Democrat Kathy Hochul’s surprising victory Wednesday in a special election in a heavily Republican congressional district in upstate New York turned mainly on the victor’s opposition to the Republican House plan to slash and privatize Medicare. Now, national Democratic leaders seem to believe Hochul’s campaign paves a path for 2012 to win back some of the seats they lost in the last election. But as bad as the House plan is, Democrats would do themselves, and the nation, a disservice to use that election as a model for trying to turn the tables on Republicans in the 2012 elections.
The Republicans’ slash-and-burn plan, sponsored by House Budget Committee chairman Paul Ryan and passed enthusiastically by the overwhelming Republican majority in the House, isn’t the right medicine to cure what ails Medicare. But Medicare clearly needs an overhaul.
Under current estimates, the program’s $544 billion annual cost will rise by 80 percent by 2019; that’s unaffordable, and reforms must be made. But it will take a bipartisan approach to fix it. That can’t happen without both sides agreeing to quit demonizing the other over proposals to change the health care system.
A poisoned well
That hardly sounds possible at the moment, of course. The grenades lobbed by Republicans against health care reform and rational Medicare improvements over the past two years have virtually poisoned the well for a nonpartisan discussion of the myriad details of health care reform generally, and Medicare specifically.
The general health reform bill itself — the Affordable Care Act — already constitutes a considerable cost-efficiency path to health care for Americans of all ages, but Republicans are still committed to repealing it. They repeatedly used the bogus claim of “death panels,” for example, to undermine reform, spreading a bald-faced lie about a single provision that would simply allow payments to doctors for taking the time to discuss end-of-life care with patients who voluntarily requested such discussions — a common request given the fear of a terminal disease.
Republicans similarly trashed the Obama administration’s effort to reduce the Medicare budget by $500 billion through 2019, in part, by holding down the inflation factor in provider reimbursements, and in part by ending needless government subsidies that Republicans authorized in 2003 to for-profit health insurers to induce them to offer generous Medicare Advantage plans that would draw seniors out of Medicare-proper.
Republicans built those subsidies into their industry-friendly 2003 Medicare “modernization” act, which also created a needlessly costly plan for its centerpiece, the prescription drug benefit. The Bush administration and the Republican-controlled Congress in 2003 added to the federal debt by deliberately refusingto provide financing for that benefit, even as they gratuitously rolled in the wasteful subsidies to Advantage program insurers — subsidies that were subtracted from the core Medicare budget itself.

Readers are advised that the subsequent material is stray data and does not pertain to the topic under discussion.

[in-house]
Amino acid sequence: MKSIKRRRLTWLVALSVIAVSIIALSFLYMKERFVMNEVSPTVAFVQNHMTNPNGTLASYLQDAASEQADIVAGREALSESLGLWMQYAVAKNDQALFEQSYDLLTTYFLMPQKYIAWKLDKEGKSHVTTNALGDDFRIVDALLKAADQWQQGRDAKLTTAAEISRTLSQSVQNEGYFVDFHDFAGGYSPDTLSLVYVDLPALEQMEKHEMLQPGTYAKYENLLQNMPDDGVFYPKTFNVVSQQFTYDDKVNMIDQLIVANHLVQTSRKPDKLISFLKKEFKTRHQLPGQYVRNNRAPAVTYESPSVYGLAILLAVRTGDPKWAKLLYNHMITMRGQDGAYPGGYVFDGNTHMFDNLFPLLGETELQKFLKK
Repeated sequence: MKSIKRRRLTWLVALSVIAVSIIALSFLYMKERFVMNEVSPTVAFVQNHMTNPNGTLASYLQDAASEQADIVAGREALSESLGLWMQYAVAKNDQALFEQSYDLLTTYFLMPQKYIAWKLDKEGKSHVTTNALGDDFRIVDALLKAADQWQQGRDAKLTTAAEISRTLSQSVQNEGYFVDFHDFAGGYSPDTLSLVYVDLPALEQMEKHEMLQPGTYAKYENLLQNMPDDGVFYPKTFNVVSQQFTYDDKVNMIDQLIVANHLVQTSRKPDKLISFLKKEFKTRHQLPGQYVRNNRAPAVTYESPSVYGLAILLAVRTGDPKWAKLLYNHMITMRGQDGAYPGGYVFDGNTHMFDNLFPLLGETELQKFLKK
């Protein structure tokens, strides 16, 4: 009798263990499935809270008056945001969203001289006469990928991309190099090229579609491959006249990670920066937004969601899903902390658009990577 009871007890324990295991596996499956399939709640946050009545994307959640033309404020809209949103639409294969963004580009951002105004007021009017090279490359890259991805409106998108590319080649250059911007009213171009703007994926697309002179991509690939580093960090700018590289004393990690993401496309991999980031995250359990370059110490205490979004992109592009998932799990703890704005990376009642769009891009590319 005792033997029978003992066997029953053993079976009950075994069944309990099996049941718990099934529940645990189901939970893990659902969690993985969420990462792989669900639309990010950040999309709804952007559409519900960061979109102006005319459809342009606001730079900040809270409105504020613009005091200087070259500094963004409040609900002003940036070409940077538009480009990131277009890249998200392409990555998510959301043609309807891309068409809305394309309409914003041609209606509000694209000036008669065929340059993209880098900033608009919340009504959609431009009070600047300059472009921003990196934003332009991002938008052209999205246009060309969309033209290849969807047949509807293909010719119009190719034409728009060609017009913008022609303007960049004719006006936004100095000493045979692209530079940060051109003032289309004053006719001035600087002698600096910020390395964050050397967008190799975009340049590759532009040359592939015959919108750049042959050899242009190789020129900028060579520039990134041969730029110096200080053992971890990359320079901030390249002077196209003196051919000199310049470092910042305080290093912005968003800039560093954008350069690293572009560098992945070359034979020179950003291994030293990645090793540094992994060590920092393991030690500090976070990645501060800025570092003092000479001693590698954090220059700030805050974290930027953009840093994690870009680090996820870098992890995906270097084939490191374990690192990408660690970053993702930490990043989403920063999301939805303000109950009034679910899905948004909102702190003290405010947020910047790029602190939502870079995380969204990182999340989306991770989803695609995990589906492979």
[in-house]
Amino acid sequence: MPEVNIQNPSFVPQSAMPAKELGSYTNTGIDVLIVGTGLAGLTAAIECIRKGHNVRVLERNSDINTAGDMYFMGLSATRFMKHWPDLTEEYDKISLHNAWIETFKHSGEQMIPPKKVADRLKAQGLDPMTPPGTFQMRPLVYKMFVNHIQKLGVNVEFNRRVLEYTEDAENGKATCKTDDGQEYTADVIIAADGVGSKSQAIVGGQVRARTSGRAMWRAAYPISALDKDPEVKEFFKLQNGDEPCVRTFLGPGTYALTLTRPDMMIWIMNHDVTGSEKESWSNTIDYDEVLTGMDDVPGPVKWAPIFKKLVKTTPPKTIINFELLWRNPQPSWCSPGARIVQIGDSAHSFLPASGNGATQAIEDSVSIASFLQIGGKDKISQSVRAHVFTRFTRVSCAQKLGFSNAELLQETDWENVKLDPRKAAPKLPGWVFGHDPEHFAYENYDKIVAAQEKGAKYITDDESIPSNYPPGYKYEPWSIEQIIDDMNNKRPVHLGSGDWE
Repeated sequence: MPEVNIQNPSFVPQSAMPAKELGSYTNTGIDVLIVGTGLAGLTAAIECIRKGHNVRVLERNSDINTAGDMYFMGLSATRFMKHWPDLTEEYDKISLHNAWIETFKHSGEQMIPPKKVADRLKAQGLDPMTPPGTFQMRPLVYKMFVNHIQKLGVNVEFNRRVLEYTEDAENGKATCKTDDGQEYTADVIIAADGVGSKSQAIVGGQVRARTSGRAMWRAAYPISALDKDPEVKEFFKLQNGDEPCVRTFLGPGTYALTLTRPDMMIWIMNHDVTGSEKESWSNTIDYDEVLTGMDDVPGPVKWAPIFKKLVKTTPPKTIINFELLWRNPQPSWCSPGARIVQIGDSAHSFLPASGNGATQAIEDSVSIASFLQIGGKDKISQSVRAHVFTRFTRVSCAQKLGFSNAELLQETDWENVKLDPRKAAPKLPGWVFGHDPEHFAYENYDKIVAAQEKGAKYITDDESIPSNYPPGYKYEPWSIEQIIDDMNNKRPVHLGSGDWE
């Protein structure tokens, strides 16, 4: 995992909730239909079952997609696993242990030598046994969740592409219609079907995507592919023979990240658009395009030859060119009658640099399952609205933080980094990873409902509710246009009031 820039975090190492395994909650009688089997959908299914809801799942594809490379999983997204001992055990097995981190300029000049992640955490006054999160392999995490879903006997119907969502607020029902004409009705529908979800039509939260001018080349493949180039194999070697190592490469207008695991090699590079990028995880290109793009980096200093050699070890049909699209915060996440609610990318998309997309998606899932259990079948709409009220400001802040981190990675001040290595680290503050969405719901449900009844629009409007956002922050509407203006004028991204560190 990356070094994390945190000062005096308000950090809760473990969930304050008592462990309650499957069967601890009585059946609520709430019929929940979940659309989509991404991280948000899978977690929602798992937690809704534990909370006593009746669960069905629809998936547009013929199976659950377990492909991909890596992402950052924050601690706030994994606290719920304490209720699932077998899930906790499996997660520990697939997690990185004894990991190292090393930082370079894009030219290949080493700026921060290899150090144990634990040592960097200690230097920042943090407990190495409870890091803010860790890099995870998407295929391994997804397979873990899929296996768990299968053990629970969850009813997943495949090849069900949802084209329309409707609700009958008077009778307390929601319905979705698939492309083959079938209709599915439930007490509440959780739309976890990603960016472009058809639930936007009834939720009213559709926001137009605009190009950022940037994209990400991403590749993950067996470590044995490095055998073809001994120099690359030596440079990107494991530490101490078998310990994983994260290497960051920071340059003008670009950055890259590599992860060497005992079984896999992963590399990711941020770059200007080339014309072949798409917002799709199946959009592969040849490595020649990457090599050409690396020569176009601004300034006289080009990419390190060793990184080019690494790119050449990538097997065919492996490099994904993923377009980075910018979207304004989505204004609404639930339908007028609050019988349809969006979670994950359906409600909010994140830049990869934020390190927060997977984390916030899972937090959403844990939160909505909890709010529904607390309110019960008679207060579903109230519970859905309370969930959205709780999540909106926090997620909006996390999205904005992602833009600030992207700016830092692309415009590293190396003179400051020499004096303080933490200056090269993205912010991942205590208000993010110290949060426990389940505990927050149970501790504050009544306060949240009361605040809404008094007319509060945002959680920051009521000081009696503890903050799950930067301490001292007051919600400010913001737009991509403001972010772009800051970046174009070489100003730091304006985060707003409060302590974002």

Worse, they turned the drug benefit over to the for-profit pharmaceutical industry, which already charges Americans two to three times more than they charge for their prescription drugs in every other advanced country. In addition to that, the Republican bill officially banned Medicare — in the legal terms of the 2003 act — from administering the prescription drug plan, and also from using the program’s huge purchasing clout to bargain with pharmaceutical companies for the for the best prescription drug prices for Medicare enrollees.
So now that Republicans have figured out that Medicare is getting too expensive, they want to end the entitlement for Americans under 55, and convert the program into a voucher plan — rather by backing down from their fixed positions on Medicare policies.
Another GOP gift to insurers
Their voucher plan would provide an annual subsidy, i.e., $10,000, with which future seniors would use to help pay for a private insurance policy with a for-profit insurer in retirement, another benefit to the for-profit insurance industry. The Congressional Budget Office analysis says the voucher would initially leave seniors paying $6,500 out of pocket for a policy, and progressively more if health care costs continued to rise at two to three times the general consumer inflation rate.
If reform is repealed, general health care inflation would continue at its current unsustainable rate. The Ryan plan, moreover, would eliminate seniors’ clout to coalesce and bargain as a Medicare group for a better rate.
The reform option
If Republicans would agree that the Affordable Care Act should remain in place, they could help fortify its other provisions to create efficacy-based care standards for Medicare-approved reimbursements, and a host of general industry efficiences. They could also help wean the excessively costly American health care system from a fee-for-service model to a health-maintenance model. And they could allow use of Medicare’s purchasing clout for prescription drug benefits.
The health care industry and Big Pharma, of course, would continue to campaign vigorously against such reforms, which would cut their price-gouging profits and excessive over-use of fee-for-service procedures. But with bipartisan agreement on just and cost-efficient reforms, Medicare, and general health care, could be made affordable. Republicans just have to decide which side they’re on: that of ordinary Americans, or the profit-gouging health care industry’s lobbyists.